Noticing Translanguaging students working together on math assignment in a classroom

Center for Mathematics Education (CFME)

Noticing Translanguaging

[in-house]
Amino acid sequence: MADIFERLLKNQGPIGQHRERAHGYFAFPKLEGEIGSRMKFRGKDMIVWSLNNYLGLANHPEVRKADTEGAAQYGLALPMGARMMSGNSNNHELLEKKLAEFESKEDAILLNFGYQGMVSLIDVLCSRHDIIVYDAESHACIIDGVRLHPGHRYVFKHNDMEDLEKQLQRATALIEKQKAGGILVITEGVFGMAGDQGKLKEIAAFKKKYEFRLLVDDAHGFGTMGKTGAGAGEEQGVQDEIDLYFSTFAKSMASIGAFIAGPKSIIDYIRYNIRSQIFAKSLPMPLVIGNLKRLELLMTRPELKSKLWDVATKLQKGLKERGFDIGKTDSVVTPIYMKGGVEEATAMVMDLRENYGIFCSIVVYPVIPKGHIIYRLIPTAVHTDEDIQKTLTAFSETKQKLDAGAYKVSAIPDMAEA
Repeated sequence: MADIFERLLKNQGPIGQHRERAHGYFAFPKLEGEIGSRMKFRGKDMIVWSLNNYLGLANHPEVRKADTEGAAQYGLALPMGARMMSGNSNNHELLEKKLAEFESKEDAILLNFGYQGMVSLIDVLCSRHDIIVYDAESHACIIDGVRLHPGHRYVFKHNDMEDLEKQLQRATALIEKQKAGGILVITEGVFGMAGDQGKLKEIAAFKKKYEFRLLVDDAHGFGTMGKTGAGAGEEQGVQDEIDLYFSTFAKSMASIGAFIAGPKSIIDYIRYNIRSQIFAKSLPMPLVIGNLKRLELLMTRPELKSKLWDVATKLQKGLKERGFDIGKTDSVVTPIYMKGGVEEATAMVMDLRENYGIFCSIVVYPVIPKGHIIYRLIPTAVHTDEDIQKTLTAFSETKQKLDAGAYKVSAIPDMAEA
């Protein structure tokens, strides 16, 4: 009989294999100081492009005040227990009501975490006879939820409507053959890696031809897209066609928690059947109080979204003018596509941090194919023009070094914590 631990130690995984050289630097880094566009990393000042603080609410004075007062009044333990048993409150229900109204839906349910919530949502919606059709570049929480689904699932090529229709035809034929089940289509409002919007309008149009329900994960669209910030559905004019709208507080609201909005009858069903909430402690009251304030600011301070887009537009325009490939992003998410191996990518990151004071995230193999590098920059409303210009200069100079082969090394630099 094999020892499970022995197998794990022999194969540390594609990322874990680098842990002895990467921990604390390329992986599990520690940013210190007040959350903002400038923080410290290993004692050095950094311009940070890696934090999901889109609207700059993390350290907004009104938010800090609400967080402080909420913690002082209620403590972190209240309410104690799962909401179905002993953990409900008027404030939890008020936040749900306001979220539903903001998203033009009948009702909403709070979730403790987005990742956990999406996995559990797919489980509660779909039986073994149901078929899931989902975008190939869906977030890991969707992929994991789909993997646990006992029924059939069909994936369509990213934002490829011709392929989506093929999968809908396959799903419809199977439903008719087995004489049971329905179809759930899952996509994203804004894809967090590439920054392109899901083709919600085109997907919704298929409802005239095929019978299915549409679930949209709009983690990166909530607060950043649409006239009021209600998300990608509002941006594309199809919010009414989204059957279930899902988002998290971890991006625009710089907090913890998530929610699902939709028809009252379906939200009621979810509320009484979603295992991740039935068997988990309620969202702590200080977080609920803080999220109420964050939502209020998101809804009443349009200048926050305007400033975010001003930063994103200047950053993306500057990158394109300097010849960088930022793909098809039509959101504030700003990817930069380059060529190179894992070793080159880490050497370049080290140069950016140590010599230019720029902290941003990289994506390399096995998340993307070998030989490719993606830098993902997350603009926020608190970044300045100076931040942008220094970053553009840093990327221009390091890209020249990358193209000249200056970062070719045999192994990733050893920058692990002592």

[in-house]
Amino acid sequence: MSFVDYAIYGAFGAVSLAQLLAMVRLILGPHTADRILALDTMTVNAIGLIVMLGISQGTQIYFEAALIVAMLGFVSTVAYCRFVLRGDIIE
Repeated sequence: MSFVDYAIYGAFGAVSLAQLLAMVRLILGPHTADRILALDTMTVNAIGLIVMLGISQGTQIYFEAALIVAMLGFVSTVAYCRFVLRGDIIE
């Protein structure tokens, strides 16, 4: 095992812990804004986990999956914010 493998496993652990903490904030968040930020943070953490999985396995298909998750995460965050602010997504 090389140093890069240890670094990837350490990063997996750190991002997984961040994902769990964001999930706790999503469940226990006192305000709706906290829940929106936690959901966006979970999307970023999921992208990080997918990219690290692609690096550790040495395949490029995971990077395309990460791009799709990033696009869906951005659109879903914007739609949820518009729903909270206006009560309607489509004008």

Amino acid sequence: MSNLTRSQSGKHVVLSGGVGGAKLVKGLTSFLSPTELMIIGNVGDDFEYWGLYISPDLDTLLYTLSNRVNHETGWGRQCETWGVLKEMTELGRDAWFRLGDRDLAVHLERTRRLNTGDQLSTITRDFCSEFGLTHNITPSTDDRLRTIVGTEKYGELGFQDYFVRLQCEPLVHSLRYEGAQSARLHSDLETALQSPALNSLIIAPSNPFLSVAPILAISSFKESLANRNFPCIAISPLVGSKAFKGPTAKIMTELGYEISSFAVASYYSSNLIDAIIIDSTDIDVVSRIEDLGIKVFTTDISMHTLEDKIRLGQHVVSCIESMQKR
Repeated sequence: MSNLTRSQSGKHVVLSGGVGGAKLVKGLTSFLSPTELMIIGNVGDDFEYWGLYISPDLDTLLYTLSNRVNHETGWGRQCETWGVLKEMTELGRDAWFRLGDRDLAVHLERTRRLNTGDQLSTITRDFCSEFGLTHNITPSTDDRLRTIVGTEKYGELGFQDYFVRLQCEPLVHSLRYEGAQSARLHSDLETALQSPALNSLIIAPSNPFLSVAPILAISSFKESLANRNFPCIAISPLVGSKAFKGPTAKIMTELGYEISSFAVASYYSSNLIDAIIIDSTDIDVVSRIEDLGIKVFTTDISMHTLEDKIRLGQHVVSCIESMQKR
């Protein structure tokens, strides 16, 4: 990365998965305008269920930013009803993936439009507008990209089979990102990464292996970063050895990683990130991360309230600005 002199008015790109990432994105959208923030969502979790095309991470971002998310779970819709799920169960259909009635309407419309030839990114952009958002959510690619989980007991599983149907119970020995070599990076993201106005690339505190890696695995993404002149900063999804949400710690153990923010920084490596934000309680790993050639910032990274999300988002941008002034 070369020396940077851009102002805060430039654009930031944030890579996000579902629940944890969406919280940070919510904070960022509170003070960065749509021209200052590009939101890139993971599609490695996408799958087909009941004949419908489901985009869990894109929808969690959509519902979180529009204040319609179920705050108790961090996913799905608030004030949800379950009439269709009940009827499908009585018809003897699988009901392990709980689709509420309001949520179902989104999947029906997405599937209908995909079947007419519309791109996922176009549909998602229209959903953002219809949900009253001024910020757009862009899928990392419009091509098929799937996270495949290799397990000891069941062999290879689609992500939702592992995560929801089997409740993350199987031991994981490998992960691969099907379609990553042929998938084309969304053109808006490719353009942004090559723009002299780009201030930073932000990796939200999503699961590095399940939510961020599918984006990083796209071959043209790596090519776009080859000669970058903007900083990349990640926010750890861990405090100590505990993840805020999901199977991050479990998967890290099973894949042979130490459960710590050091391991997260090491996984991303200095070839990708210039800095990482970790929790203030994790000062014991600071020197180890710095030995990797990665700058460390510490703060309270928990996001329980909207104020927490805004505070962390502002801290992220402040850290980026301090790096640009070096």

We know that it is important to attend to the disciplinary substance of children’s thinking in the classroom, however much of this work focuses on children’s verbal or written work in English, and less attention is focused on bilingual students’ multimodal translanguaging (García, 2017). Limiting our focus can exclude a wealth of children’s productive ideas, and this can be especially true for bilingual learners. Thus it is important to support attention to multimodal children’s thinking, including non-dominant linguistic resources, gesture and action. In this study we focus on understanding ways bilingual children express ideas, as they evoke the many linguistic and semiotic resources available to them, including their languages along with accompanying non-verbal expression, such as gesture and action. We will design and conduct student thinking interviews around mathematics tasks with bilingual Spanish-English children.